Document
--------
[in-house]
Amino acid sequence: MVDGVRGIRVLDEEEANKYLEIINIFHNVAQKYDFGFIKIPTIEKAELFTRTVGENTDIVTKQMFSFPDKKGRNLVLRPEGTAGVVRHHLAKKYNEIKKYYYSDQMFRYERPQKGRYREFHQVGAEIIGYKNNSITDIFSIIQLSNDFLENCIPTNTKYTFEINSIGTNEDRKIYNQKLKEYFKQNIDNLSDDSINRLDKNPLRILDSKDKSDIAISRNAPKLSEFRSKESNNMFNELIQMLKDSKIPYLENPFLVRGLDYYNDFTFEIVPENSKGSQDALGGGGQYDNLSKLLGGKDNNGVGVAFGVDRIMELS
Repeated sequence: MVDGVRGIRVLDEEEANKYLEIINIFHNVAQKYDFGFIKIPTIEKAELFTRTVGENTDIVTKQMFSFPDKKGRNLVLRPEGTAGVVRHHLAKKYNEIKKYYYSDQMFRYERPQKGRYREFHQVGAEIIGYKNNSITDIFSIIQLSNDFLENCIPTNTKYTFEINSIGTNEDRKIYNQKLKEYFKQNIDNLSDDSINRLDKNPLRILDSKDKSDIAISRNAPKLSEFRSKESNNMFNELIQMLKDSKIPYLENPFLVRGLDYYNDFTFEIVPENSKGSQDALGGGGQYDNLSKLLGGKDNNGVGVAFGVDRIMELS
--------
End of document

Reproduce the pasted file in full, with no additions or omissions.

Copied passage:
[in-house]
Amino acid sequence: MVDGVRGIRVLDEEEANKYLEIINIFHNVAQKYDFGFIKIPTIEKAELFTRTVGENTDIVTKQMFSFPDKKGRNLVLRPEGTAGVVRHHLAKKYNEIKKYYYSDQMFRYERPQKGRYREFHQVGAEIIGYKNNSITDIFSIIQLSNDFLENCIPTNTKYTFEINSIGTNEDRKIYNQKLKEYFKQNIDNLSDDSINRLDKNPLRILDSKDKSDIAISRNAPKLSEFRSKESNNMFNELIQMLKDSKIPYLENPFLVRGLDYYNDFTFEIVPENSKGSQDALGGGGQYDNLSKLLGGKDNNGVGVAFGVDRIMELS
Repeated sequence: MVDGVRGIRVLDEEEANKYLEIINIFHNVAQKYDFGFIKIPTIEKAELFTRTVGENTDIVTKQMFSFPDKKGRNLVLRPEGTAGVVRHHLAKKYNEIKKYYYSDQMFRYERPQKGRYREFHQVGAEIIGYKNNSITDIFSIIQLSNDFLENCIPTNTKYTFEINSIGTNEDRKIYNQKLKEYFKQNIDNLSDDSINRLDKNPLRILDSKDKSDIAISRNAPKLSEFRSKESNNMFNELIQMLKDSKIPYLENPFLVRGLDYYNDFTFEIVPENSKGSQDALGGGGQYDNLSKLLGGKDNNGVGVAFGVDRIMELS